At Long Last, Change in the CA Prison System?
Officials at the California Department of Corrections and Rehabilitation announced a plan today to reform the California prison system that could result in significant benefits to California inmates as well as the state’s finances. In part a response to the Supreme Court’s decision last year which held prison overcrowding violated the 8th Amendment (my take), the plan builds on Gov. Jerry Brown’s realignment plan, which has increased flexibility in the prison system by sending more prisoners to county jail instead of state prison. The plan also addresses the increasing cost of incarceration to the state government, which has risen from 3% of the General Fund 30 years ago to 11% today.
The plan is notable for a couple of different reasons. First, it contains an explicit pledge to reduce prison costs, in part by canceling projects the realignment has made unnecessary, and cut 6,400 prison employees. Up until this past year, there didn’t seem to be any way to cut prison spending (especially considering the clout of the prison guard union) but now CDCR is pledging to reduce spending. It’s good news. Second, the plan projects that CDCR will be meet the court mandates for healthcare, mental health and overcrowding by the end of next year. Although the inmates population would still be above the designed capacity of the prisons, this would be good news as well. The plan would also return all out-of-state prisoners to California, which will reduce recidivism, reduce spending on private prisons and return jobs to the state, and increase rehabilitation services to inmates and parolees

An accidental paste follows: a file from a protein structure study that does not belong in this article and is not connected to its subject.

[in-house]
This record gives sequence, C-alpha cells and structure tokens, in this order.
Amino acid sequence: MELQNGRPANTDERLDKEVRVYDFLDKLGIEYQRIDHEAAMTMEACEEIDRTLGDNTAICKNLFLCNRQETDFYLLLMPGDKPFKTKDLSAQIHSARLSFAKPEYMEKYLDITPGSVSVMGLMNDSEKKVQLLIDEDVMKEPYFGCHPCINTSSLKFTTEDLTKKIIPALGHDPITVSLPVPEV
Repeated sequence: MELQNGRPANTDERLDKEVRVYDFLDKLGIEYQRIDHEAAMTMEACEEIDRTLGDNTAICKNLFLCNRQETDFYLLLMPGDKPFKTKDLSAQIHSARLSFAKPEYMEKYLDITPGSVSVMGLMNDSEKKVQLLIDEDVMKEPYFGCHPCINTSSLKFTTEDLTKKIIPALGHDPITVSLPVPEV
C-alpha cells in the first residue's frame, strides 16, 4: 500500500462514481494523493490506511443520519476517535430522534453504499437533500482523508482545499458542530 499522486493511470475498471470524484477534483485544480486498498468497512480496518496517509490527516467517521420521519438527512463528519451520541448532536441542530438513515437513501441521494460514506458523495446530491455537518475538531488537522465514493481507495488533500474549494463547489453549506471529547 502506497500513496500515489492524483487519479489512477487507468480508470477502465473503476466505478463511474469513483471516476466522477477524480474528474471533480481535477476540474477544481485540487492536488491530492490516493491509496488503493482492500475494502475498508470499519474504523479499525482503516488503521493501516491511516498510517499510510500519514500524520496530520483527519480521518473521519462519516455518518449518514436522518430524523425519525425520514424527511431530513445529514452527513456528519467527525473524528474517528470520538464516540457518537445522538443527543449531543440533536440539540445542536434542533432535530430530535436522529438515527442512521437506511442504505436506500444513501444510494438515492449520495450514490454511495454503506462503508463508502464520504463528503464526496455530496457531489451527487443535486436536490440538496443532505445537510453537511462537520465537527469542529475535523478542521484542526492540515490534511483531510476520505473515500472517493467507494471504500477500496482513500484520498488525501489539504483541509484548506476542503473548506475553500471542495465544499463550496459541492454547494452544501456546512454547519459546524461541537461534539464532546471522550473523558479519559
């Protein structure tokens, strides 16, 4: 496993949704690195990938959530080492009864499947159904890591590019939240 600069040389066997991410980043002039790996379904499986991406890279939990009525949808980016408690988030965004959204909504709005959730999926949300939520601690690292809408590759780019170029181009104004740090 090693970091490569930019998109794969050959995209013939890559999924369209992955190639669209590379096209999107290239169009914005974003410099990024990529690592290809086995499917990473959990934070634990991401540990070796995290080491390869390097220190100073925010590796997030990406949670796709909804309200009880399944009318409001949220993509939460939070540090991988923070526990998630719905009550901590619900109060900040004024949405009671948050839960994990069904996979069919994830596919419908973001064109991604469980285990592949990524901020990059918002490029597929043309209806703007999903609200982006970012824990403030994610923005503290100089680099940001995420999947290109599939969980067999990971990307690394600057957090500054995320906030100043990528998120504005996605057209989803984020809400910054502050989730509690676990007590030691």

The plan explains that the reforms were made possible by the realignment program, thus much of the credit should go to Gov. Brown. Nonetheless, CDCR could have continued to obstruct reform efforts, and they deserve credit as well. Of course, most credit shouldn’t go anywhere until the plan is implemented, but it’s a significant day for the California prison system. Hopefully it’ll be the start of significant changes for the better.